Donors Reward Dems Who Pushed Public Option
An online effort has quietly raised nearly $90,000 in the past few days to reward three freshman House Democrats for organizing an effort to put the public health insurance option back into the Senate health care debate.
The three representatives -- Chellie Pingree (Maine), Jared Polis (Colo.) and Alan Grayson (Fla.) -- have so far received more than $20,000 each, with the rest going to Howard Dean's Democracy for America group and the Progressive Change Campaign Committee (PCCC), which organized the campaign and set up this website. The total itself may be less relevant than the fact that the cash has come in from more than 3,400 small donors, giving those members future access to an expanded fundraising base.
"It was easy to raise money for [the three members] because they did exactly what voters consistently say they want Democrats to do," said PCCC co-founder Stephanie Taylor. "They fought for bigger change instead of smaller change, and by fighting for the public option they showed they were willing to directly challenge corporate power on behalf of everyday people."
Grayson delivered a petition with tens of thousands of names to Senate Majority Leader Harry Reid (D-Nev.) calling on him to re-insert the public option if he planned to make changes to the Senate bill using the majority-rule process known as budget reconciliation.
Pingree and Polis, meanwhile, circulated a letter calling on Reid to do the same. Some Democrats privately worried at the time that the letter would garner fewer than the 65 signatures that an earlier demand letter had pulled in and indicate fading support.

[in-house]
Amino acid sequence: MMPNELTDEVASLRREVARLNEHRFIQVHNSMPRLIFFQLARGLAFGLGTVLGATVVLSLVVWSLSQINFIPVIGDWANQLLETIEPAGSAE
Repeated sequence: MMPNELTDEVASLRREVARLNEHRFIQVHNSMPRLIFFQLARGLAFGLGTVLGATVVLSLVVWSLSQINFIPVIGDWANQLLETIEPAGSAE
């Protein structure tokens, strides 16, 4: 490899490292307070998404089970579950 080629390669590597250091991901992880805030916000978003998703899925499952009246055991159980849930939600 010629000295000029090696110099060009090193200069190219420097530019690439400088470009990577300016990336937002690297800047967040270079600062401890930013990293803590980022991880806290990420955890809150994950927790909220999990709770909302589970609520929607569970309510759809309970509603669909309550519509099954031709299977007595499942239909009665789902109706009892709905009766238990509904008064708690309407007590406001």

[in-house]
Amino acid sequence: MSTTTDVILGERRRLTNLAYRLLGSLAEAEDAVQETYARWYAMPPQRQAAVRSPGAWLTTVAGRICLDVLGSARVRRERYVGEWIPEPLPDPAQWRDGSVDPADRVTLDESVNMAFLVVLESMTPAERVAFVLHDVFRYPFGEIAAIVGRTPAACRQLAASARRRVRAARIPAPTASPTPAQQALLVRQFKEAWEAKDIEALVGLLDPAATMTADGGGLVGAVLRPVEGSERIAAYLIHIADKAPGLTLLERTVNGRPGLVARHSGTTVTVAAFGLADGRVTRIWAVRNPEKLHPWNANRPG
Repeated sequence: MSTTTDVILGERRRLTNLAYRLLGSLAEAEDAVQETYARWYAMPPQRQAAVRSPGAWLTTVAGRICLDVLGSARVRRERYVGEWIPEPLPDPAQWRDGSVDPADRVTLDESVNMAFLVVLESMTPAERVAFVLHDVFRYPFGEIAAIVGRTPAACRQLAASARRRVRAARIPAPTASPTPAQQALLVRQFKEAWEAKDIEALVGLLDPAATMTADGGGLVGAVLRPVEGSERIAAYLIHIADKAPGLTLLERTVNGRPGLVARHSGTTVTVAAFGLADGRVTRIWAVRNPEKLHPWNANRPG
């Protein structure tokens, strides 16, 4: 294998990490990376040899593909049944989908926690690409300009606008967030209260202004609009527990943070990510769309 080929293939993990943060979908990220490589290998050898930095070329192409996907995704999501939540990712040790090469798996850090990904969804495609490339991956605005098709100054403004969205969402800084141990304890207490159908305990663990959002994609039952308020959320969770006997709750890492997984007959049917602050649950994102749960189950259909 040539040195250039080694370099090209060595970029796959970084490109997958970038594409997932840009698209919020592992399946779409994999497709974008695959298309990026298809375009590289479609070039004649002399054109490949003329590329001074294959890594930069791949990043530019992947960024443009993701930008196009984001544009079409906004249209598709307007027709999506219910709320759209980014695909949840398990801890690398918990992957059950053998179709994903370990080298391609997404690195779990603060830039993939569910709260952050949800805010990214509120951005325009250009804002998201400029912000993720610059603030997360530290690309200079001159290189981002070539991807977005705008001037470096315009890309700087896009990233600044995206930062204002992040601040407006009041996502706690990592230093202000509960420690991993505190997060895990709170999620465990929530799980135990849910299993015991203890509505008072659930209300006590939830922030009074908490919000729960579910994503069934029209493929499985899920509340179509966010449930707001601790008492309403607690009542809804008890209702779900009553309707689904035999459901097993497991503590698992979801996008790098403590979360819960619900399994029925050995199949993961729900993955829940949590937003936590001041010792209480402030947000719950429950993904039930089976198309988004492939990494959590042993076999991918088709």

Instead, 117 members signed the letter, thanks in part to thousands of calls generated by PCCC, DFA and Credo Action to Democratic offices, urging them to sign. The action is an example of the kind of inside-outside coordination that progressives in Congress rarely engage in.
Still, it likely won't be enough to sway the Senate, Speaker Nancy Pelosi (D-Calif.) said on a conference call with bloggers this week. Instead, she said, the Senate is most likely going to conform to the deal that was struck between the White House, the Senate and the House before the Senate Democratic caucus lost its 60th vote.
"They have to do what they have to do to get whatever they need to move the process along," Pelosi said. "I totally respect the process that they are going forward with and I also respect my members' enthusiasm for initiatives that we felt strongly about in the House bill. I don't know that that enthusiasm was shared across the board in all three elements of the negotiation."
The enthusiasm for the freshman effort does show, at least, that there is a reward -- beyond public support -- for Democrats who push policies favored by the progressive base.
"The $60,000 we raised in 24 hours for these Healthcare Heroes is an example of how the Democratic base rewards bold leadership and those willing to fight for a public option," said DFA's political director Charles Chamberlain. "It's time for Washington insiders to wake up to the fact that following Joe Lieberman's lead will depress the Democratic base in 2010 and result in big losses, while following the lead of these Healthcare Heroes will fire up Obama voters who still want real change."